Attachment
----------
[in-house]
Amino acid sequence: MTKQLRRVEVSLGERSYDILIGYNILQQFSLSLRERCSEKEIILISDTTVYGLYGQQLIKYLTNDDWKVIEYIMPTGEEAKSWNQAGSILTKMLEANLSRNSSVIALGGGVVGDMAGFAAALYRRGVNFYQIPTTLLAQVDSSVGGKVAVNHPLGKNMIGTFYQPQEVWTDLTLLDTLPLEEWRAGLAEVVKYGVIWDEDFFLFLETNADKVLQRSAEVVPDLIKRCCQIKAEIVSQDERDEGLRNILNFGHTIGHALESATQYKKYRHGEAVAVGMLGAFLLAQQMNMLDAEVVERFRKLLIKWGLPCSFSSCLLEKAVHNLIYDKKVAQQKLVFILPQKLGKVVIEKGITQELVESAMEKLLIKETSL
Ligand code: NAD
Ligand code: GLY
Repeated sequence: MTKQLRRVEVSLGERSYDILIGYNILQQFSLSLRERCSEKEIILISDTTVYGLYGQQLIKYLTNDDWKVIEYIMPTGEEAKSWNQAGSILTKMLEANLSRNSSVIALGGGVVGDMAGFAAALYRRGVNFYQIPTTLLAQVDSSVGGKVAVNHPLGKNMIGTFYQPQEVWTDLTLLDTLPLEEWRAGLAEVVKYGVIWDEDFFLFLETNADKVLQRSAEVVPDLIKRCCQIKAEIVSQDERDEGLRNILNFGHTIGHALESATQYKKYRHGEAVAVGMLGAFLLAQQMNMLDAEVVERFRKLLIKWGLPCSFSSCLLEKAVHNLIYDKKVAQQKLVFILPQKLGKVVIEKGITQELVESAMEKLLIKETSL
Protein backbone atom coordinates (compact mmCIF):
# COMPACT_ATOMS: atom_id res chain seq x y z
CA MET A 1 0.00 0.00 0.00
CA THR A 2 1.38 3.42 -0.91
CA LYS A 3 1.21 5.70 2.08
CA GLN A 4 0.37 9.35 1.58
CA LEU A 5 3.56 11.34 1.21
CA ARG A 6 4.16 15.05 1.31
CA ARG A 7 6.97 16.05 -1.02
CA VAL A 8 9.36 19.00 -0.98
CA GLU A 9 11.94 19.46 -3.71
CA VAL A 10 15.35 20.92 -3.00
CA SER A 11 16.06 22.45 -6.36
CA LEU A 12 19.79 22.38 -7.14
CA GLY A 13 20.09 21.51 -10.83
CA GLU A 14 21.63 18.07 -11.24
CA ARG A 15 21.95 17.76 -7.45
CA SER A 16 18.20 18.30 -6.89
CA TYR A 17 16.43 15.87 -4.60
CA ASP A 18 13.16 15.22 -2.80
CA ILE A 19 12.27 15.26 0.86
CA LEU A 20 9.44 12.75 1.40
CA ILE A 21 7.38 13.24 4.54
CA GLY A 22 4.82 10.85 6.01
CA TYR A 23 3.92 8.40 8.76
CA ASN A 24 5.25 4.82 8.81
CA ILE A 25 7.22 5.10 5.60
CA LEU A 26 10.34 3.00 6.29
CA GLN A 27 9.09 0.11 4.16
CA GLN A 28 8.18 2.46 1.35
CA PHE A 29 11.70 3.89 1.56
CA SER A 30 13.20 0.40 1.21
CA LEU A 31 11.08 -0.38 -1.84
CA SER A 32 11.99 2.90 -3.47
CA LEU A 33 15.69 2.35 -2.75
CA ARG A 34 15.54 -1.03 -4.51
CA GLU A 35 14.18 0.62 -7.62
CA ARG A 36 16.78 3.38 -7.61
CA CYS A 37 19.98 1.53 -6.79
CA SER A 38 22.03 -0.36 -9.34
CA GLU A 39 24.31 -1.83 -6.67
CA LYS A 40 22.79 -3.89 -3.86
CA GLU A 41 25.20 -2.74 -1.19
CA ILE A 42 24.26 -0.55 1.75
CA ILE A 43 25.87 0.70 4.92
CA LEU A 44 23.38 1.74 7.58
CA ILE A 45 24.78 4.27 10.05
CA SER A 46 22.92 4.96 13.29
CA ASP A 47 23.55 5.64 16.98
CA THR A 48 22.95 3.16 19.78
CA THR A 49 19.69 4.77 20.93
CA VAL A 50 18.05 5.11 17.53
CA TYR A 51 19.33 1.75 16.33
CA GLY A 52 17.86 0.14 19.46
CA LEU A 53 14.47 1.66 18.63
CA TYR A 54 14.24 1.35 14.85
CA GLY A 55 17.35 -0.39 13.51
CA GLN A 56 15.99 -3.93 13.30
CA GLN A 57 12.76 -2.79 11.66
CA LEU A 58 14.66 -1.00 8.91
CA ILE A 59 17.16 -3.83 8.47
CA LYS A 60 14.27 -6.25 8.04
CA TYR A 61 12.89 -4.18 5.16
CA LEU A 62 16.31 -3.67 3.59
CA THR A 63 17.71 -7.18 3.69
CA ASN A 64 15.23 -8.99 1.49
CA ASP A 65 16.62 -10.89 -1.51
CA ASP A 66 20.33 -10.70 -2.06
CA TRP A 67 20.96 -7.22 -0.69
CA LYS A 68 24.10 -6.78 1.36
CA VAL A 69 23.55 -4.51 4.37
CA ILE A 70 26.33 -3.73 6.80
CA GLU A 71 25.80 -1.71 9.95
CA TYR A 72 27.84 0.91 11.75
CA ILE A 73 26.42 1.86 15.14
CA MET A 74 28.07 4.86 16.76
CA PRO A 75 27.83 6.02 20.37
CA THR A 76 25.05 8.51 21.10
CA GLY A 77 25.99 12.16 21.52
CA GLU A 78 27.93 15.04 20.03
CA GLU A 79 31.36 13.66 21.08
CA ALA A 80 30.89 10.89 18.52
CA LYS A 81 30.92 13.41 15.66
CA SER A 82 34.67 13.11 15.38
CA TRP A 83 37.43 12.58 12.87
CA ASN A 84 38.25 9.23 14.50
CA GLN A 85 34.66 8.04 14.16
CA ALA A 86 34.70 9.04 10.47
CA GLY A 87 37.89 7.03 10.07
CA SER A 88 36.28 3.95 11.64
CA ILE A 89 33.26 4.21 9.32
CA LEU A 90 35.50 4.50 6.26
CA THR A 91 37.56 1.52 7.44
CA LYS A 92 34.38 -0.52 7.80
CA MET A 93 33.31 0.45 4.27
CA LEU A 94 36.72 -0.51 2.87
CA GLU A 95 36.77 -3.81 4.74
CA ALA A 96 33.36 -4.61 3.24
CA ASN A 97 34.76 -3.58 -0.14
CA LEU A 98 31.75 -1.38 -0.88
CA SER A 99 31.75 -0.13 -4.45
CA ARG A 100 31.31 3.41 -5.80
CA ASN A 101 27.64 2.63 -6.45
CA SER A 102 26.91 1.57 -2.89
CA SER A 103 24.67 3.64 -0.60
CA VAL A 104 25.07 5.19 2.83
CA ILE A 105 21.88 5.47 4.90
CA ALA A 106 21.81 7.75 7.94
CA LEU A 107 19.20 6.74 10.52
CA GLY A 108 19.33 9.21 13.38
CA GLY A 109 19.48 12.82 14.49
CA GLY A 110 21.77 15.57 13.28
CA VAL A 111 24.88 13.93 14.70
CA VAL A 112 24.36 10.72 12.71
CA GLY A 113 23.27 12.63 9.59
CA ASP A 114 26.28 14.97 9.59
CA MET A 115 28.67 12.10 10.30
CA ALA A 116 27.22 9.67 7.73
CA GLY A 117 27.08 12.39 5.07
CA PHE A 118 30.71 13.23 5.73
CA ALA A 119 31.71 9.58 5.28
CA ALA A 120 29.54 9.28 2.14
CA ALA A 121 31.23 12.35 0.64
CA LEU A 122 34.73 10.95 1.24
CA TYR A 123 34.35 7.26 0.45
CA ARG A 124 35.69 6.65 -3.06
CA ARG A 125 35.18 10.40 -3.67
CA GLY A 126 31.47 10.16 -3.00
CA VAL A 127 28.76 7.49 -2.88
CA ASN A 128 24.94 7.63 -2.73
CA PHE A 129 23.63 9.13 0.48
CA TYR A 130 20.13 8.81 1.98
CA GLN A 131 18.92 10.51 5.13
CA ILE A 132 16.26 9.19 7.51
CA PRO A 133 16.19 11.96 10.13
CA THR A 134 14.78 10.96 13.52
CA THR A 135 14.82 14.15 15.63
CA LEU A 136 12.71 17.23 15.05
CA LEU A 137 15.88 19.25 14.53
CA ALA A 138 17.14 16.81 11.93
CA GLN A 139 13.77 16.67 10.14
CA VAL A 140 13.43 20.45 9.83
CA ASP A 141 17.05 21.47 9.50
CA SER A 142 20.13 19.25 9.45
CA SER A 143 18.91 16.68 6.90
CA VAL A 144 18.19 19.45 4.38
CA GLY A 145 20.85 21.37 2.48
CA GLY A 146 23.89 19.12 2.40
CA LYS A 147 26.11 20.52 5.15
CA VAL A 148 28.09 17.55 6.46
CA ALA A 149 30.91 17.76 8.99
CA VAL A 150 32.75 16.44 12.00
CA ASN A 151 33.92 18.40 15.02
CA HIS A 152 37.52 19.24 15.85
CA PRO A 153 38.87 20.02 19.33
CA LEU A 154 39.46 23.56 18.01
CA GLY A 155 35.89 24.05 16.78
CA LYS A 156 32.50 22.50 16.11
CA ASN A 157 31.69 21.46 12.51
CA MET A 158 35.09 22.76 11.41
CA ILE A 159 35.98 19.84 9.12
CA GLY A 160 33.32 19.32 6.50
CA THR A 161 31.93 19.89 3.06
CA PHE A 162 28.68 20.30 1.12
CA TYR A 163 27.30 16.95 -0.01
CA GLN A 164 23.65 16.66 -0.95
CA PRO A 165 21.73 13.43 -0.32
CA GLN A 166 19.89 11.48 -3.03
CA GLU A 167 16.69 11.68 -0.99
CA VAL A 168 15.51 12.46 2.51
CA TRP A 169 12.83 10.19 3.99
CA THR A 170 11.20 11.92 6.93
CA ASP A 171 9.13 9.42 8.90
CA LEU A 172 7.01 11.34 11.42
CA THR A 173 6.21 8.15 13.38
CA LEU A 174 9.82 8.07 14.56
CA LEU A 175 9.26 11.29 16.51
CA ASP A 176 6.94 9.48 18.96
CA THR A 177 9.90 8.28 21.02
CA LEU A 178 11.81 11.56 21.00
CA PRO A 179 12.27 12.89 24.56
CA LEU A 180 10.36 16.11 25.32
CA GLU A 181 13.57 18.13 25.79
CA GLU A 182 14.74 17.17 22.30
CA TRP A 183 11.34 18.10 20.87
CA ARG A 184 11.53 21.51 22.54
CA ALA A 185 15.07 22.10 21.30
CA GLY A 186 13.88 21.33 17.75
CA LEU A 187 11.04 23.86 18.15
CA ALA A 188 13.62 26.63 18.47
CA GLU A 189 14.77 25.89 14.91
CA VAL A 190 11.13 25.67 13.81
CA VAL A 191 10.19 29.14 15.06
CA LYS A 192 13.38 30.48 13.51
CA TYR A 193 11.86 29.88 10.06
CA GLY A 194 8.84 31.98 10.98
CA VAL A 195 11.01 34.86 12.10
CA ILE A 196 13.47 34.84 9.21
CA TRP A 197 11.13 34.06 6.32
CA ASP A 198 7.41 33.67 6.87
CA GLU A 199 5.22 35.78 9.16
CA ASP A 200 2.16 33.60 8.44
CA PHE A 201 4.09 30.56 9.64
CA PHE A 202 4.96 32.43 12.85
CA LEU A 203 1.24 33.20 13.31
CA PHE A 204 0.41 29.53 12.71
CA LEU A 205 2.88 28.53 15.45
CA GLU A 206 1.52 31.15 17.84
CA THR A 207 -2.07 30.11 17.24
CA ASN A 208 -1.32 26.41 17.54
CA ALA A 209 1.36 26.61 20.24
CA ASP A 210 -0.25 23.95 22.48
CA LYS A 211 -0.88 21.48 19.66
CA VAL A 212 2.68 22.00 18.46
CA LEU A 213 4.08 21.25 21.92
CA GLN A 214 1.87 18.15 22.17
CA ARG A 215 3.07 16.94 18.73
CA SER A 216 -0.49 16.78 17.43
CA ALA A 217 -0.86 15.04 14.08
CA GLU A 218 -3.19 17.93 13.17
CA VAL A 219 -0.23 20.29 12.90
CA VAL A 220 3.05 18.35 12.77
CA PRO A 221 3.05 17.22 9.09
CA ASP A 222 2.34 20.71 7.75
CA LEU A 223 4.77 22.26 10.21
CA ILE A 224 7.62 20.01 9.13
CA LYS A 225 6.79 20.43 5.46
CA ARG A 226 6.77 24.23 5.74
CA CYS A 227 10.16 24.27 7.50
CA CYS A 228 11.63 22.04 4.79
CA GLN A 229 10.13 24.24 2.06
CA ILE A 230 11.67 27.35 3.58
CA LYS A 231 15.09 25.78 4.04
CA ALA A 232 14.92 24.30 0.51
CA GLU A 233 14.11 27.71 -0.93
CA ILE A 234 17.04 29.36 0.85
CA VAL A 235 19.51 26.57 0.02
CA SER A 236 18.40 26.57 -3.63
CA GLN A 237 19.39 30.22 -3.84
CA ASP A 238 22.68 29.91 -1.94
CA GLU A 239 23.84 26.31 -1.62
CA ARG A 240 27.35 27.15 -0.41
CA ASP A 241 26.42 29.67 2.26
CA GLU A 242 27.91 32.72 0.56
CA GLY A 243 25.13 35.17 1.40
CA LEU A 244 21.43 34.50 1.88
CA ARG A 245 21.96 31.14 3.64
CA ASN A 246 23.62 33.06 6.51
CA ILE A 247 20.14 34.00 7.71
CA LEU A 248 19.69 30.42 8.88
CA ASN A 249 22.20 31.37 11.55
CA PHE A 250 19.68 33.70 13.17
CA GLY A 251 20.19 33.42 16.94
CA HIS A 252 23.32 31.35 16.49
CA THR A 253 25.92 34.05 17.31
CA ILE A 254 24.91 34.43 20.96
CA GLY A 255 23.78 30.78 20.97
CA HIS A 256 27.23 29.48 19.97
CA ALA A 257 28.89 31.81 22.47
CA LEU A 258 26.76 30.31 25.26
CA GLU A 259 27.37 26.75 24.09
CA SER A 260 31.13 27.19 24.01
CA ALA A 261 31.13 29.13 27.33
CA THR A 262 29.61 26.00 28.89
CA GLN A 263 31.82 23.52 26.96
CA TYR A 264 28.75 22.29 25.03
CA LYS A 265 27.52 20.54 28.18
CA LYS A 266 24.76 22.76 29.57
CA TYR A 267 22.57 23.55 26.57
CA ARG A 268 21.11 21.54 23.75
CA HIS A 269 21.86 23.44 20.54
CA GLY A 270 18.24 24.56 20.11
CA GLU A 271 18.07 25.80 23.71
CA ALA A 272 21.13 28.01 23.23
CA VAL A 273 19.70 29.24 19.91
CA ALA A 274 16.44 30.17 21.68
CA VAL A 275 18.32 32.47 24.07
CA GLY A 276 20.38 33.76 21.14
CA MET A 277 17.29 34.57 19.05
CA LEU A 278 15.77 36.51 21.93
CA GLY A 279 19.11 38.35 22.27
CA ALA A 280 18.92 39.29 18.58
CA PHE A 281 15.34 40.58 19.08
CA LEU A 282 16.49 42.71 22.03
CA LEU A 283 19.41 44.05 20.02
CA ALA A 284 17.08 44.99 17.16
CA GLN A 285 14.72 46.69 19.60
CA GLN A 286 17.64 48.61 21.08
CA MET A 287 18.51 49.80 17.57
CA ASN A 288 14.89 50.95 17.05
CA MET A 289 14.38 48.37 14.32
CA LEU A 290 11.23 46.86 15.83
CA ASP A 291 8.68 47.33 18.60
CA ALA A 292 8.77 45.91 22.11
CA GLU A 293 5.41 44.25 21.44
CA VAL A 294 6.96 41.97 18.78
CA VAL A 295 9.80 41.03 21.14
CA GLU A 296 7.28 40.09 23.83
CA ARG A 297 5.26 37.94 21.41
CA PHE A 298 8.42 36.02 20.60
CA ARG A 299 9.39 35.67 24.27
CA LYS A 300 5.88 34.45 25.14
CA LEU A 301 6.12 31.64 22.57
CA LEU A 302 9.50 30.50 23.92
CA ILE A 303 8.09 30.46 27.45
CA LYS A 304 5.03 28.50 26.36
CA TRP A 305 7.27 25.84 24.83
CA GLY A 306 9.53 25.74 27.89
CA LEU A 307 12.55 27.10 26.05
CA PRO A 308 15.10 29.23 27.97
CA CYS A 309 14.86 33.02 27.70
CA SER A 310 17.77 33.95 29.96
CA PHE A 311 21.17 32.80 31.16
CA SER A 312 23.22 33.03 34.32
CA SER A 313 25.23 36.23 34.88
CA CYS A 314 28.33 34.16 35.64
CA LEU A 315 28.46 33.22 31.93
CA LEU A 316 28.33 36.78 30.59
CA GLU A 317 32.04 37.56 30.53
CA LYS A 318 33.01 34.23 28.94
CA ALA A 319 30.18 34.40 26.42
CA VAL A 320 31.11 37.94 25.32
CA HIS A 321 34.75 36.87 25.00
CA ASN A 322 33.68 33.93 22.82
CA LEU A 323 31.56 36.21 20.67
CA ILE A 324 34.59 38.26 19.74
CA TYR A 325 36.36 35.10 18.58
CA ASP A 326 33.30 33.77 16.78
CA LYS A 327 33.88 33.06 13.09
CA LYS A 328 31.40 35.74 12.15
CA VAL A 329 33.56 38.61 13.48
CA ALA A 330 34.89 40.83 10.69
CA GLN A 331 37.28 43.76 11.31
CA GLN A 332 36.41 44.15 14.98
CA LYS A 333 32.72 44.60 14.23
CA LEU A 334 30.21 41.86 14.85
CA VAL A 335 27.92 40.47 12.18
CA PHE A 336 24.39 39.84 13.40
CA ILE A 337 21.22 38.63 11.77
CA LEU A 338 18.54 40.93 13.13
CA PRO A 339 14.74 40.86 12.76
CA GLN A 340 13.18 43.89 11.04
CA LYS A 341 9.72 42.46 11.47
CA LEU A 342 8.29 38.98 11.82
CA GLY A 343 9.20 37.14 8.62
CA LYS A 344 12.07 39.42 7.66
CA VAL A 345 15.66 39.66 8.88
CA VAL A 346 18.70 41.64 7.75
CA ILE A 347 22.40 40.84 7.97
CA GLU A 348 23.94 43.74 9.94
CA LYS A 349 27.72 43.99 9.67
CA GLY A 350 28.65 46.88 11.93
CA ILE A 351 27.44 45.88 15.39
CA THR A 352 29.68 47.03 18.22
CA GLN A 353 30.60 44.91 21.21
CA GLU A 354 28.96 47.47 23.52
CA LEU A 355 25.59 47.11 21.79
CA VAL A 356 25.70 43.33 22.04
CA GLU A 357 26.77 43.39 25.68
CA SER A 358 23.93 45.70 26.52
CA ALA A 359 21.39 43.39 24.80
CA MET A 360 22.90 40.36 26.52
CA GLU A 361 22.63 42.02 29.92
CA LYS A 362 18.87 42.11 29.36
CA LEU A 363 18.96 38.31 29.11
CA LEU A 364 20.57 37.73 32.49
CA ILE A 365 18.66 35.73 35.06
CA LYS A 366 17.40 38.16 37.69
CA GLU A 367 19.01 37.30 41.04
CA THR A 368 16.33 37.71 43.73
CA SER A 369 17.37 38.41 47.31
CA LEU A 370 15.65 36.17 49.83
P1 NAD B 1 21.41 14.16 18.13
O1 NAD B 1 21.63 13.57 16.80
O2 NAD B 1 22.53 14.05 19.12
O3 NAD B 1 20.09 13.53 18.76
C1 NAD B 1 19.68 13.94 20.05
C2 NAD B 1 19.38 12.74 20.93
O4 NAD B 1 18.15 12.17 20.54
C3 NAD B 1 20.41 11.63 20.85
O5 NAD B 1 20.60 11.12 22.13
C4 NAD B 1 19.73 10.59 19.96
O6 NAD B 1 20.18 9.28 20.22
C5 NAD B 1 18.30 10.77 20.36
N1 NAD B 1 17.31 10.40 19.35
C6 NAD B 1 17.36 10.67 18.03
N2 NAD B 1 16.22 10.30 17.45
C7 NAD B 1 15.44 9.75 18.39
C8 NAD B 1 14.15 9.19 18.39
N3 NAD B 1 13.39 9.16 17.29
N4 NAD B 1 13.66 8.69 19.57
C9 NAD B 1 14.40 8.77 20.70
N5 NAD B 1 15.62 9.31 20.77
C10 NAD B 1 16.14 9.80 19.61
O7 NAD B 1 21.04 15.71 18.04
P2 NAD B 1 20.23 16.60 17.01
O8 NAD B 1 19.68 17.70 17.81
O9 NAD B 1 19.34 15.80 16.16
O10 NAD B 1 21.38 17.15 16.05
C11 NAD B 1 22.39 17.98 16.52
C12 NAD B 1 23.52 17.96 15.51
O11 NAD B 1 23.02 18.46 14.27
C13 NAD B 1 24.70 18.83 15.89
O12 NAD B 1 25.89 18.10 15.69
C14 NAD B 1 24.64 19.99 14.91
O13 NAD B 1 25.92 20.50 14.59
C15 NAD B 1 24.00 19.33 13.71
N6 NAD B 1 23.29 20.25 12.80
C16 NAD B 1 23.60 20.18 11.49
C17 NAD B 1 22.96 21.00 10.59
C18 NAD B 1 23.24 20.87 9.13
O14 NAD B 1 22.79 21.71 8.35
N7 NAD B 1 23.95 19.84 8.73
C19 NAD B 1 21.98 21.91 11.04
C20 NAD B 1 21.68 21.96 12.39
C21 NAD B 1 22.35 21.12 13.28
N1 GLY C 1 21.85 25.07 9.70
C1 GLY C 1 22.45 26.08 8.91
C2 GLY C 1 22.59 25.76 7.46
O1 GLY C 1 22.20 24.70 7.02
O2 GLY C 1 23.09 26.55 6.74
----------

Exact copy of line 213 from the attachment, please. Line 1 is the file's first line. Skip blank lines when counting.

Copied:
CA GLU A 206 1.52 31.15 17.84